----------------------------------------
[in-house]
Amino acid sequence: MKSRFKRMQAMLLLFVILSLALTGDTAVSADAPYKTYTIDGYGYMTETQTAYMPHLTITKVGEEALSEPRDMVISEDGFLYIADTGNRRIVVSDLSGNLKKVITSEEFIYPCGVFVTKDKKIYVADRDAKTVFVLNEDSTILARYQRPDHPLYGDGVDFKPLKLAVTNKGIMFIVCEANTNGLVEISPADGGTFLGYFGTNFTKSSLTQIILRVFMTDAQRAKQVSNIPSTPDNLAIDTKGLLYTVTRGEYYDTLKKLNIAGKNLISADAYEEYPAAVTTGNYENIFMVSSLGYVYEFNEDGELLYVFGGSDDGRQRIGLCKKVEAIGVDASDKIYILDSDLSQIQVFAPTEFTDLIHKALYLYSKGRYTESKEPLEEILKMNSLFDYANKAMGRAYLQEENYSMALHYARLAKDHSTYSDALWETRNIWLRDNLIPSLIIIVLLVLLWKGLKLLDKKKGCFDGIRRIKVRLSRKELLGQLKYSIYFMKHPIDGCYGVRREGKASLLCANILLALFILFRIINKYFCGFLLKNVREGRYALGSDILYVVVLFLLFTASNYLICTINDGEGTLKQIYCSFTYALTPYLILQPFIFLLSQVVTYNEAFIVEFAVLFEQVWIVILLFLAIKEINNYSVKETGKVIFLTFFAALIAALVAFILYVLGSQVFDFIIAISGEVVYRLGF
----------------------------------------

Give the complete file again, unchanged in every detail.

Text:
[in-house]
Amino acid sequence: MKSRFKRMQAMLLLFVILSLALTGDTAVSADAPYKTYTIDGYGYMTETQTAYMPHLTITKVGEEALSEPRDMVISEDGFLYIADTGNRRIVVSDLSGNLKKVITSEEFIYPCGVFVTKDKKIYVADRDAKTVFVLNEDSTILARYQRPDHPLYGDGVDFKPLKLAVTNKGIMFIVCEANTNGLVEISPADGGTFLGYFGTNFTKSSLTQIILRVFMTDAQRAKQVSNIPSTPDNLAIDTKGLLYTVTRGEYYDTLKKLNIAGKNLISADAYEEYPAAVTTGNYENIFMVSSLGYVYEFNEDGELLYVFGGSDDGRQRIGLCKKVEAIGVDASDKIYILDSDLSQIQVFAPTEFTDLIHKALYLYSKGRYTESKEPLEEILKMNSLFDYANKAMGRAYLQEENYSMALHYARLAKDHSTYSDALWETRNIWLRDNLIPSLIIIVLLVLLWKGLKLLDKKKGCFDGIRRIKVRLSRKELLGQLKYSIYFMKHPIDGCYGVRREGKASLLCANILLALFILFRIINKYFCGFLLKNVREGRYALGSDILYVVVLFLLFTASNYLICTINDGEGTLKQIYCSFTYALTPYLILQPFIFLLSQVVTYNEAFIVEFAVLFEQVWIVILLFLAIKEINNYSVKETGKVIFLTFFAALIAALVAFILYVLGSQVFDFIIAISGEVVYRLGF